But your machine can’t start working until you make the most important financial decision of your life: What portion of your paycheque do you get to keep? How much will you pay yourself off the top before you spend a single dollar on your day-to-day living expenses?
3. Save to step off the 9-5 conveyor belt
How much of your paycheque can you – or will you – leave untouched, no matter what else is going on in your life?
Think about this number because the rest of your life will be determined by your decision to keep a percentage of your income today to ensure you always have money for yourself in the future. The goal here is to enable you to step off the 9-to-5 conveyor belt and walk the path to financial freedom.
When I asked Burt Malkeil, who wrote the classic investment text A Random Walk Down Wall Street, what the single most important mistake of investors was, he said, “So many people fail to tap into the power of compound interest.”
While many are aware of the concept of compound interest, most Americans make the same mistake, thinking they need to earn a large sum of money to become financially secure, stable or free. In reality, a small amount of money consistently set aside will provide a greater ability to achieve financial freedom.
In the end, it doesn’t matter how much money you earn. If you don’t set some aside, you could lose it all. But once you set up your money machine, don’t just set it aside stuffed under your mattress. Accumulate it in an environment that you feel certain is safe but that still offers the opportunity for growth.
And while your machine is running, you can trade less of your time for money, freeing you to spend your days doing things you truly care about. This is the first and most important step in putting yourself on the road to financial freedom. Take that step today.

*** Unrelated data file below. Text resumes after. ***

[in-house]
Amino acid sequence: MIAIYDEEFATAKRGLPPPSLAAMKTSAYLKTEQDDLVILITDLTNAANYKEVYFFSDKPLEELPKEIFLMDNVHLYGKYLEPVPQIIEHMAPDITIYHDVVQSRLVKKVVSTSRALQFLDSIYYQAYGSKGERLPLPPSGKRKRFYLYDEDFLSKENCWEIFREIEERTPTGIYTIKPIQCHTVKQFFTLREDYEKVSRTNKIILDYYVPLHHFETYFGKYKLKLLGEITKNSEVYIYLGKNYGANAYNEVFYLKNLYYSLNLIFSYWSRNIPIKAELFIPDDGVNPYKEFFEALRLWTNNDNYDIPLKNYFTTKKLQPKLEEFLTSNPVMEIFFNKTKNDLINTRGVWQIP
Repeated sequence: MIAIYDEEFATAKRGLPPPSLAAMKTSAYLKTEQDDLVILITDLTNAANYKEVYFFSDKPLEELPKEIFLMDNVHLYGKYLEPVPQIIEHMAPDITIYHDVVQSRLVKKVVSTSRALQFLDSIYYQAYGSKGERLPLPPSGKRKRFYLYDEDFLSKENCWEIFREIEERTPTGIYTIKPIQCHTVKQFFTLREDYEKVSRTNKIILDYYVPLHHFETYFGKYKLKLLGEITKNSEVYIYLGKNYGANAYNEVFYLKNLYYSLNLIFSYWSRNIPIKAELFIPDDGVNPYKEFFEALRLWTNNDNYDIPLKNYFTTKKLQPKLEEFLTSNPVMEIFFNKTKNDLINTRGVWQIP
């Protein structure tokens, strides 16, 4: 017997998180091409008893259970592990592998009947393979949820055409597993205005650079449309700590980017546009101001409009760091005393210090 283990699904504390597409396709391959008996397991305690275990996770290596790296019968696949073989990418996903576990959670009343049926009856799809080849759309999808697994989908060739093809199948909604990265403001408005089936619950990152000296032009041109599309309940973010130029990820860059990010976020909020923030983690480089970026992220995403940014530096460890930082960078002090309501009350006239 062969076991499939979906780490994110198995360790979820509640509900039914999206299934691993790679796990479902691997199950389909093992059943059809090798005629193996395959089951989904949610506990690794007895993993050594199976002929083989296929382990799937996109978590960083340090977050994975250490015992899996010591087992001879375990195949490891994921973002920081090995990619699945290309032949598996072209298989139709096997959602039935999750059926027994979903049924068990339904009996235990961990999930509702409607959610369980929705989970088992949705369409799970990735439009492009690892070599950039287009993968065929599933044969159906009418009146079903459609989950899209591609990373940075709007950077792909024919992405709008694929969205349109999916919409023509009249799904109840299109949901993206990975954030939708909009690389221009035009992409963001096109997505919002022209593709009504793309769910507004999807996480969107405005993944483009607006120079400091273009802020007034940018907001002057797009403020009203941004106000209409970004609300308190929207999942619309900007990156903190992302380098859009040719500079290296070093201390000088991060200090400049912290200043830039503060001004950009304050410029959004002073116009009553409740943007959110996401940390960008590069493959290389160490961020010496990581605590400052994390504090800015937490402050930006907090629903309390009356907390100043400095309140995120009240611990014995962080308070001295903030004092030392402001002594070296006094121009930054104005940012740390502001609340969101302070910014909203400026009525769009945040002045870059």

11 Things You Need To Know About Bitcoin
The cryptocurrency has had a tumultuous existence so far.
11 Bits about Bitcoin
Even the most tech savvy among us have a hard time wrapping their heads around Bitcoin. It’s a hot topic and a frequent point of discussion among investors, entrepreneurs and stock traders, so you should want to know all about it.
For starters, here’s an overly simplified explanation of Bitcoin: It’s a digital currency (there are more than 800 now) that isn’t controlled by a central authority such as a government or bank. It’s created by “miners,” who use computers and specialised hardware to process transactions, secure the currency’s network and collect bitcoins in exchange. Supporters say it allows for more secure transactions over the internet. That’s in part due to blockchain, a technology that records cryptocurrency transactions chronologically in a public digital ledger.